You'll see the term "I/O" or "IO" thrown around a lot. All it means is "Input/Output" and it generally refers to the process of putting data into or onto something or taking data from somewhere or off of something.
When we're talking about network interfaces I/O would mean the packets coming in (I) and the packets going out (O). With disks, it means bytes being written to (I) the disk and bytes being read (O) from the disk.
iostat is called
stat: input/output statistics. Let's run
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It's funny how
iostat also give us the CPU load average because a CPU is an I/O device. We'll ignore this though, as we've covered load averages previously.
Now we have rows representing the disks on this system. I only have one inside of this VM:
xvda. We can safely ignore the
Let's look at each column, above:
tps- transfers per second
kB_read/s- Kilobytes (
b= bits) read from the device, per second
kB_wrtn/s- Kilobytes (
b= bits) written to the device, per second
kB_dscd/s- Kilobytes (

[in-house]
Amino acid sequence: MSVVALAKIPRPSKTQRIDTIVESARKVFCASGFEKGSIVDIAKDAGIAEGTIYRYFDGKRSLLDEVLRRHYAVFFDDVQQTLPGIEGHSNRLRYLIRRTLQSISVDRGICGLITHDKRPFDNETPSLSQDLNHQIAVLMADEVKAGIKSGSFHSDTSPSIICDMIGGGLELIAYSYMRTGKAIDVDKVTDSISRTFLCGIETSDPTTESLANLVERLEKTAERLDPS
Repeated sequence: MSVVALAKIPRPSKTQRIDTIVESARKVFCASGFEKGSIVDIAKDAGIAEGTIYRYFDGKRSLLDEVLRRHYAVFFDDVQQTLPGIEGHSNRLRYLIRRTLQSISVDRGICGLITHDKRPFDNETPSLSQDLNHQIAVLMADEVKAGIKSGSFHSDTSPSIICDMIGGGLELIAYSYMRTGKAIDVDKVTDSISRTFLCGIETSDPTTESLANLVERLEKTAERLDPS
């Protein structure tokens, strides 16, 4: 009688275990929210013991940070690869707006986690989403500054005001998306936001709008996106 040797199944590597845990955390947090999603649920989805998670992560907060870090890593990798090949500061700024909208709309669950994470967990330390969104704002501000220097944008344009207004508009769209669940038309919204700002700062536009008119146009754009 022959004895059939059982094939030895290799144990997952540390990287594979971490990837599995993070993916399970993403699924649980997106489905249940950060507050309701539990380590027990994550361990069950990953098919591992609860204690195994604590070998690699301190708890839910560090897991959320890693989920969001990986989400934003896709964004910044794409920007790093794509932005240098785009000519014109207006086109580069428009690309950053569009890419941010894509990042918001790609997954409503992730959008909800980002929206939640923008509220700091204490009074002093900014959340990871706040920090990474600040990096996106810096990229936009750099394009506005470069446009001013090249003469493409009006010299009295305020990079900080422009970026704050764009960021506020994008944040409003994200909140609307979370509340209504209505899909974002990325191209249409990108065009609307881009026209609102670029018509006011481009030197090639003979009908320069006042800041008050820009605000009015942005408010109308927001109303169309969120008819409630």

b= bits) disgarded, per second
kB_read- Kilobytes (
b= bits) read from the device, total (since monitoring started)
kB_wrtn- Kilobytes (
b= bits) written to the device, total
kB_dscd- - Kilobytes (
b= bits) disgarded, total
So, we can see my primary device,
xvda, is very idle. There are hardly any transactions per second, hardly anything being read from or written to the device at this moment in time. Let's change that by faking some disk activity.
I've generated a 20GiB file and then used
rsync to transfer the file from one part of the disk to another part of the same disk (basically within the same file system on the disk):
Now we can see
665 transactions per second and we're writing
83,916 KiB per second. We're also reading it heavily too. This demonstrates the disk being heavily utilised. If I take a second snapshot moment later, I can see it's still being heavily utilised:'
This time I ran
iostat with the
-m flag so that it converted kilobytes (KB) to megabytes (MB). We're writing at a rate of
81.95 megabytes per second. That's pretty slow for a disk, but it's actually being limited by the underlaying provider: AWS Lightsail. They've me a limited amount of disk throughput to protect their infrastructure (and extract more money from me!)
That's a basically look at how measuring disk utilisation works. Simple.
Now we're going to move on to SSH: configuring it and using it.